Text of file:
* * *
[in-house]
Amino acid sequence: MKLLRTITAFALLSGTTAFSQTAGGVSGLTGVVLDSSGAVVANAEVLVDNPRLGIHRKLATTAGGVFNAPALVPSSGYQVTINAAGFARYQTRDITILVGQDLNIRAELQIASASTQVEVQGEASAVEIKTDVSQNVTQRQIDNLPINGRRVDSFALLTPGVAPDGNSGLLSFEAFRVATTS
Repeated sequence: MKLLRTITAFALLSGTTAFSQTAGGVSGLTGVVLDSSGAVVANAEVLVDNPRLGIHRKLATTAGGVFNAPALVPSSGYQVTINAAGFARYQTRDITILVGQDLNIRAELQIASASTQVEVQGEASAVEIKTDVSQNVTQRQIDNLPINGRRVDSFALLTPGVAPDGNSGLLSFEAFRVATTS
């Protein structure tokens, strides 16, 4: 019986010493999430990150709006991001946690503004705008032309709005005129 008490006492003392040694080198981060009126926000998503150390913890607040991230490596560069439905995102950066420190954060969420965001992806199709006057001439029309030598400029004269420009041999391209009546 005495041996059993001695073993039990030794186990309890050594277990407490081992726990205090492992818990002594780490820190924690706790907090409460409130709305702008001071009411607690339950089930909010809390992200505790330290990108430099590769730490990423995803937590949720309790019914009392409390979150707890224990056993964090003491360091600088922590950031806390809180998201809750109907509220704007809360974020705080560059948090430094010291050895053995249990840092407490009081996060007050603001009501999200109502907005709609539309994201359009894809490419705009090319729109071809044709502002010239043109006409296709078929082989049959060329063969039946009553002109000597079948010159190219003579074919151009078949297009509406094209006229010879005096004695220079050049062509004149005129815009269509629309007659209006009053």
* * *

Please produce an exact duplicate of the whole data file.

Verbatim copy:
[in-house]
Amino acid sequence: MKLLRTITAFALLSGTTAFSQTAGGVSGLTGVVLDSSGAVVANAEVLVDNPRLGIHRKLATTAGGVFNAPALVPSSGYQVTINAAGFARYQTRDITILVGQDLNIRAELQIASASTQVEVQGEASAVEIKTDVSQNVTQRQIDNLPINGRRVDSFALLTPGVAPDGNSGLLSFEAFRVATTS
Repeated sequence: MKLLRTITAFALLSGTTAFSQTAGGVSGLTGVVLDSSGAVVANAEVLVDNPRLGIHRKLATTAGGVFNAPALVPSSGYQVTINAAGFARYQTRDITILVGQDLNIRAELQIASASTQVEVQGEASAVEIKTDVSQNVTQRQIDNLPINGRRVDSFALLTPGVAPDGNSGLLSFEAFRVATTS
């Protein structure tokens, strides 16, 4: 019986010493999430990150709006991001946690503004705008032309709005005129 008490006492003392040694080198981060009126926000998503150390913890607040991230490596560069439905995102950066420190954060969420965001992806199709006057001439029309030598400029004269420009041999391209009546 005495041996059993001695073993039990030794186990309890050594277990407490081992726990205090492992818990002594780490820190924690706790907090409460409130709305702008001071009411607690339950089930909010809390992200505790330290990108430099590769730490990423995803937590949720309790019914009392409390979150707890224990056993964090003491360091600088922590950031806390809180998201809750109907509220704007809360974020705080560059948090430094010291050895053995249990840092407490009081996060007050603001009501999200109502907005709609539309994201359009894809490419705009090319729109071809044709502002010239043109006409296709078929082989049959060329063969039946009553002109000597079948010159190219003579074919151009078949297009509406094209006229010879005096004695220079050049062509004149005129815009269509629309007659209006009053």